I woke up worried about our kitten. Truthfully, we have been struggling with Bell since we got her in August because she is constipated and strains to go to the bathroom, crying out in pain. We’ve taken her to two vets and tried all kinds of diet combinations to make her bowel movements soft and passable, but she just can’t do it due to a stricture. We made an appointment with the vet to have a surgeon look at her. Bell was to be dropped off at 8:30 am, and TD trundled off with her in a box up to the vet on 72nd Street.
I was out of sorts; we didn’t know what would happen. What if the surgeon said she needed an operation that cost several thousand dollars? Should we do that? What would the option be, put her down? Would we make that decision when we picked her up? I was on pins and needles. You fall in love with a pet, and you don’t want to lose them. I tried to do some work, and sat at the table in the living room to concentrate. I called the vet at 3:00 to check in. The surgeon had not yet arrived. I was wondering why Bell had to be waiting there all alone for six hours.
And wondering when we would be able to pick her up. Because it was the night of the big annual Bailey House Auction. Bailey House is an organization that houses homeless people with AIDS. Ted and I were involved for years planning the annual fundraising auction. I am less involved now, and Ted is on the Board of Directors at Bailey House. The auction was to start at 6:00 at Roseland in the Theater District.
Ted came home at 5:00 and we changed into blazers, wool trousers, good shoes, etc. I called the vet. The desk said she would call right back. We sat and waited. An hour later I called again. The desk said come up and get Bell at 6:45. When we got up there we had to sit in the small reception area for another twenty minutes, two tall fancy pants there for their little kitten. Waiting for the prognosis was hard. I watched the light under the door, hoping the vet would approach and swing it open.
At last the vet came out. She said the surgeon gave a complete exam and the stricture didn’t really seem that bad. The surgeon did not suggest surgery, and the vet felt it could be medically managed by diet. We were to give Bell different canned food and more stool softener. I felt a great sense of relief. Tragedy avoided. TD left for the auction, and I took Bell home. She had been given Valium and when she got home her back legs didn’t work very well; she toppled from side to side but the vet, who we like very much, said that would wear off.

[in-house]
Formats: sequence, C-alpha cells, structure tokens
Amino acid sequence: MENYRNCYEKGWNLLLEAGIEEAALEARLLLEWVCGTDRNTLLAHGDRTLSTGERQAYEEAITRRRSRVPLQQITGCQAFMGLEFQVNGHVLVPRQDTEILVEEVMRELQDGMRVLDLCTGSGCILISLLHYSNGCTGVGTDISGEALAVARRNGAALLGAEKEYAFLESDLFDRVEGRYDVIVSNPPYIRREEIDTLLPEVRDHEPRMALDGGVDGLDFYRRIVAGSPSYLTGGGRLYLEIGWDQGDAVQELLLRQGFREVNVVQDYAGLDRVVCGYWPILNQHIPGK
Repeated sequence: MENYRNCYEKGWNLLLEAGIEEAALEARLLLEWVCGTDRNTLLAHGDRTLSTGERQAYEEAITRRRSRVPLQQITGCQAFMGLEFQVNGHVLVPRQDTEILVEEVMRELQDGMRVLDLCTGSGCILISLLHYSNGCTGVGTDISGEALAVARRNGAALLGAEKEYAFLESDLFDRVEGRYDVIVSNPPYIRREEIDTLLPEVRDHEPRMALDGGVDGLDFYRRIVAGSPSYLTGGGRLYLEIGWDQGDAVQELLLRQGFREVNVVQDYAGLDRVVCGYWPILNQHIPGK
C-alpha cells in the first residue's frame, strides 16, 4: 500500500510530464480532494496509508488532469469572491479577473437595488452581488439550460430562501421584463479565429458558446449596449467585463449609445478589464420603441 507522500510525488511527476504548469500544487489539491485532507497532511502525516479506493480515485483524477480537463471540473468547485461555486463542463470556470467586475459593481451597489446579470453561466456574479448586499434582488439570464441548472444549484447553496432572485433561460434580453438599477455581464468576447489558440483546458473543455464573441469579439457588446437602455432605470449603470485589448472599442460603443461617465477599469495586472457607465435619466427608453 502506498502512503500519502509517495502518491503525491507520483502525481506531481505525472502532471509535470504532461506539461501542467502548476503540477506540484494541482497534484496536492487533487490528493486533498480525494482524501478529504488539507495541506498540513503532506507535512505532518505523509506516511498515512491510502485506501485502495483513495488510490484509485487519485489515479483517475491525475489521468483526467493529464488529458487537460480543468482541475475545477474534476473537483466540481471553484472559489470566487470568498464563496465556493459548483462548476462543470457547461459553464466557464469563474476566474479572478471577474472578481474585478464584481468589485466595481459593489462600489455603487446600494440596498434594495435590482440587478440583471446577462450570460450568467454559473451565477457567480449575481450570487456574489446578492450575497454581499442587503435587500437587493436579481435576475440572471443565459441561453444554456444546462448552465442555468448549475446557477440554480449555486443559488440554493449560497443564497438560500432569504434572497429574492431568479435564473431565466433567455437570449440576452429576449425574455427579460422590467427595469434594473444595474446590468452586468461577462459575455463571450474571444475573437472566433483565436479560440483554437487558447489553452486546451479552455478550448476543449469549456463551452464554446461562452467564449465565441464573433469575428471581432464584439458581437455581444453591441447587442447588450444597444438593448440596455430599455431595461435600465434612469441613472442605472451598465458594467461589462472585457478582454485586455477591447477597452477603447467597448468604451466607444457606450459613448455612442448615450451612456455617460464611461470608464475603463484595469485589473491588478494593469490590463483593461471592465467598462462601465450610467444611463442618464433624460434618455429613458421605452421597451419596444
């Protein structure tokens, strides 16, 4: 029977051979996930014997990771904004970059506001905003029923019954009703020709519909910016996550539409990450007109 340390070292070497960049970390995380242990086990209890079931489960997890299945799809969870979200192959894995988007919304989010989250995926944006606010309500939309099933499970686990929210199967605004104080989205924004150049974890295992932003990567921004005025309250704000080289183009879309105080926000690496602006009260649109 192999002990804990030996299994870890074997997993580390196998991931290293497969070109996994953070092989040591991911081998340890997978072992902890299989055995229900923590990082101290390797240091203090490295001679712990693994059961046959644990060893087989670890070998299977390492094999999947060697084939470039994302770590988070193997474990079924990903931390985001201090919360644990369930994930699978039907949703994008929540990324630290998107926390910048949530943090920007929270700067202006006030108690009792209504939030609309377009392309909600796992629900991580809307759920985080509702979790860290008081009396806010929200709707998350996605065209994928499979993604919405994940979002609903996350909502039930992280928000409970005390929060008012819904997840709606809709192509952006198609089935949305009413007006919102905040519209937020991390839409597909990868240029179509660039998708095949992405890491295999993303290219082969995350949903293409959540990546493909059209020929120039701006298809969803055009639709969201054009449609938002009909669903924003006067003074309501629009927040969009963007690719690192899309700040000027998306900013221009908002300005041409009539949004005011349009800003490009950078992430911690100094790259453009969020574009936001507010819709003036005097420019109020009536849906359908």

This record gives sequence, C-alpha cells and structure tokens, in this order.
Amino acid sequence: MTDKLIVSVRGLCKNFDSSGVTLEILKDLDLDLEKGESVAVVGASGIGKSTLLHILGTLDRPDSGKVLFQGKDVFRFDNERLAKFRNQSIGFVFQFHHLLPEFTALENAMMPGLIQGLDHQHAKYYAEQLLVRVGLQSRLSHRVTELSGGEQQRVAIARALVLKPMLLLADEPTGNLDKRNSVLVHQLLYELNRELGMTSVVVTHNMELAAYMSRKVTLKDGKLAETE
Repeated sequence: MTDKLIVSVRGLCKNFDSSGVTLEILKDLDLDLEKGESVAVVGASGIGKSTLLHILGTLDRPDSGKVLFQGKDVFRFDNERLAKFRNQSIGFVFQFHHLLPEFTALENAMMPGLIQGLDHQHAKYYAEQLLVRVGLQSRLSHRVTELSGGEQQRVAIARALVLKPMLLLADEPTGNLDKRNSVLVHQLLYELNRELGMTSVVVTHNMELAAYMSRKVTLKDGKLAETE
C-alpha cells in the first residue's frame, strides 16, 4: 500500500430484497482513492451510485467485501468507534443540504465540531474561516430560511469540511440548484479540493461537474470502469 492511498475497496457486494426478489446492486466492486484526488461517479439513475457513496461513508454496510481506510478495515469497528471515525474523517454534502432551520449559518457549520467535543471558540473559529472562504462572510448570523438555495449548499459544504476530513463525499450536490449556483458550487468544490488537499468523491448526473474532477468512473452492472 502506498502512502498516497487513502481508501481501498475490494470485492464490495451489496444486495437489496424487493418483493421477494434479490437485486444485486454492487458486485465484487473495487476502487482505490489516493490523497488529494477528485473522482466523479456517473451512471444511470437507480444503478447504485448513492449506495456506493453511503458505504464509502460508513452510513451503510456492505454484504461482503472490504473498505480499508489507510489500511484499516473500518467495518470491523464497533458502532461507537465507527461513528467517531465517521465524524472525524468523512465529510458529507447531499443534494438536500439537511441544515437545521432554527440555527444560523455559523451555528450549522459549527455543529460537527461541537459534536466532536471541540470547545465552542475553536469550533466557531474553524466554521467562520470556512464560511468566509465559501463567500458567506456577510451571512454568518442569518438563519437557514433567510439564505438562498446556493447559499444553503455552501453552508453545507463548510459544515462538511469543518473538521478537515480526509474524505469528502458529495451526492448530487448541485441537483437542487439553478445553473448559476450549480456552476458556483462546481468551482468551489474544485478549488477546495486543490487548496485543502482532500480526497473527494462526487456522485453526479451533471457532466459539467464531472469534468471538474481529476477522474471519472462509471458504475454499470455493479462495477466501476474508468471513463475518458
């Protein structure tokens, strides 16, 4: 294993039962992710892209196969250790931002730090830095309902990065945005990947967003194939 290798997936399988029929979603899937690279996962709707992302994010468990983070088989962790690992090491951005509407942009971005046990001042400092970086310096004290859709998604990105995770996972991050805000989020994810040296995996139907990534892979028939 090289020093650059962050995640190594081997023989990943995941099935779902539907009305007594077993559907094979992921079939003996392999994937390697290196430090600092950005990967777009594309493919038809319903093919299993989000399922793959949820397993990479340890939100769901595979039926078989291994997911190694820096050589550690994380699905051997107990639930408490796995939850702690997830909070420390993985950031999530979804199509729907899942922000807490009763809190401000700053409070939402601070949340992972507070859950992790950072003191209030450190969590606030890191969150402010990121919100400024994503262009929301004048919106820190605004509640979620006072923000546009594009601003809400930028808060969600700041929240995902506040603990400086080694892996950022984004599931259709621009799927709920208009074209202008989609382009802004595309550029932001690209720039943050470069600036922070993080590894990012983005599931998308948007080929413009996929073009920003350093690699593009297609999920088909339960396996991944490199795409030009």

I jumped back on the subway to go up to the auction. Oh, while I was home I got a phone message from my brother Thom. He had just arrived from Toronto and was in New York for one night. I called him back to say I wouldn’t be able to meet up.
Got to the auction at 8:00. It was a carnival atmosphere. Huge space, bright lights, packed with people, and colorful artwork, furniture, and items to be auctioned off. Found TD in the center of it. We saw lots of friends, old and new. An open bar always helps. I ran into our friends Joyce and Don Healy from Jane Street. We traveled with them to Amsterdam last October. They had just gotten back from another trip, this one three weeks long. They went on an African safari, climbed Mount Kilimanjaro, spent time in Tanzania and then flew to Paris where a friend gave them tickets to the Yves Saint Laurent auction at the Grand Palais.
My mouth hung open. This was like some sort of Ernest Hemingway fantasy trip. They said the final climb up Mount Kilimanjaro took fourteen hours; eight hours up and six hours down. And they said the sheer amount of beautiful things at the YSL auction was staggering. I actually had been dreaming about what it would be like to see that exhibition in that romantic Belle Epoque building with the vaulted glass ceilings. When TD and I visited Paris in October we went to the Petit Palais but didn't get into the Grand Palais. The Healys said the crowd was very chic, with black limousines purring at the curb. Joyce and Don Healy are an inspiration; fearless travelers and always interesting.
The Bailey House live auction got under way with Simon Doonan from Barneys New York as the ring leader: “This $5,000 Armani suit is just the thing if you got canned this week!” Despite the economy, people were spending money and having a noisy good time. There are always alot of great looking men at the event, this year in slim grey suits and big plastic frame glasses. It was a fun, fizzy party. The event was a welcome relief, a brief respite, from the bad economic news outside the door. It lifted the spirits.
When we left, the sidewalks on Broadway were packed shoulder-to-shoulder with people getting out of theater shows. At home we ate sandwiches from the deli on the couch at 11:00 and compared party notes. Bell was back to walking normally. I felt restored; all was well. Later, first Bell and then tabby cat Rose got up on the bed, every one sleeping together, as if in a rowboat floating on the sea.